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Nintendo's future shouldn't be focused on Smartphones

With all the analysts and stockholders claiming Nintendo's recent losses caused by mobile markets, it is important to realize what a mobile market to Nintendo really means, and what other courses of action will be a better fit for their future.

Chip Sineni, Blogger

January 20, 2014

5 Min Read

With all the analysts and stockholders claiming Nintendo's recent losses being caused by smartphone and tablet markets, it is important to realize what a mobile market to Nintendo really means.  

Take one look at the top grossing sales in the mobile market. The Mobile market is dominated by Free-to-Play.  Analysts and stockholders  should be asking if Nintendo has the core competencies to compete in this market. Does Nintendo demonstrate they understand Free-To-Play? Do their products show they have an expertise in understanding setting up a compulsion loop based gaming, on players almost giving up, but instead throwing in another dollar? If not, then this is not an instant solution to their problems.

While some of  Nintendo's IPs are similar to F2P games in the market - Pokemon to Dragonvale, Animal Crossing to FarmVille, Dr Mario to Candy Crush, Nintendo is about having a super polished experience where they teach players skills and have them grow those skills to overcoming greater challenges. The F2P mechanics that dominate mobile would be re-training the whole company's DNA, and remove much of the magic that allows them to generate profits.

Their main Flagship titles like Mario or Zelda have no top grossing equivalent in the AppStore; in fact there are very few true 'action' games that chart on top grossing mobile charts at all, and even fewer with a balance towards premium monetization.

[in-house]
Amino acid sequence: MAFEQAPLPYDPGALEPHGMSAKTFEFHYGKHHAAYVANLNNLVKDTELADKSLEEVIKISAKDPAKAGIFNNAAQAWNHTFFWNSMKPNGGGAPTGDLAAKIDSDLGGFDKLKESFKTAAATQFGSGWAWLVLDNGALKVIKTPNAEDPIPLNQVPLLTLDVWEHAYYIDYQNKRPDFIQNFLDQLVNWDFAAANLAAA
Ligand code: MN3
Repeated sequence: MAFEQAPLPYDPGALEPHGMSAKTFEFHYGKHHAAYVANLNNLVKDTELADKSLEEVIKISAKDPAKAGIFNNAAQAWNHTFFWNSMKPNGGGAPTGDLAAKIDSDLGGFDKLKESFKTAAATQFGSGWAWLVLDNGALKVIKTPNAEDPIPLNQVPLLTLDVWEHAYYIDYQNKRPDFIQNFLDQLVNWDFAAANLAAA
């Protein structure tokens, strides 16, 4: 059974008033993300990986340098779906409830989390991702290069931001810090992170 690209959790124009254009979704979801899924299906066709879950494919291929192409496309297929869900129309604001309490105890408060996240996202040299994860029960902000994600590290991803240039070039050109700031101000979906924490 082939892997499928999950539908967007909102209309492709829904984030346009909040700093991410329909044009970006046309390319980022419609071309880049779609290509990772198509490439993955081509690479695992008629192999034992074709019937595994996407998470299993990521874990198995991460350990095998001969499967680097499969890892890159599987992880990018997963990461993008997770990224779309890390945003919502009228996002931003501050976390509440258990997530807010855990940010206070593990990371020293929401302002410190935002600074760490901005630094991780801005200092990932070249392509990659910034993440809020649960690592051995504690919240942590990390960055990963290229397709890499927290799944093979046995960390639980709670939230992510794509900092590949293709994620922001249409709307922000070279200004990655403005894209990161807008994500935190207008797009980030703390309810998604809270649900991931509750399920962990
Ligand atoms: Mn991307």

Without remodeling their whole company's towards Free To Play style games, these are things Nintendo could do to expand their business:

  • Retro Games on App Store: This seems obvious and probably the one stockholders are most asking for, but the problem here is that is won’t be a signifact revenue stream. The $10 -$5 dollars they would want to charge per title (what they are charging now) would mean these are among the most expensive titles on the market, and parents and kids are used to downloading something free. Yes it would generate revenue, but similar offering by competitors like Sonic the Hedgehog, despite doing well, have not charted high on top grossing for any duration to make this a play that will "save Nintendo"- it is just another supplemental revenue stream.

  • Controller for App Store: One way the above idea could generate more profit is to make an exclusive controller for mobile games, that you need to use to play Nintendo games. Something like their WiiU classic controller and make it the only one that will work with their mobile games. Smart design so it can work with all phones or tablets. This way, they are more selling a new 'pseudo console' that uses your mobile device. Playing Nintendo games on mobile could be a more premium experience.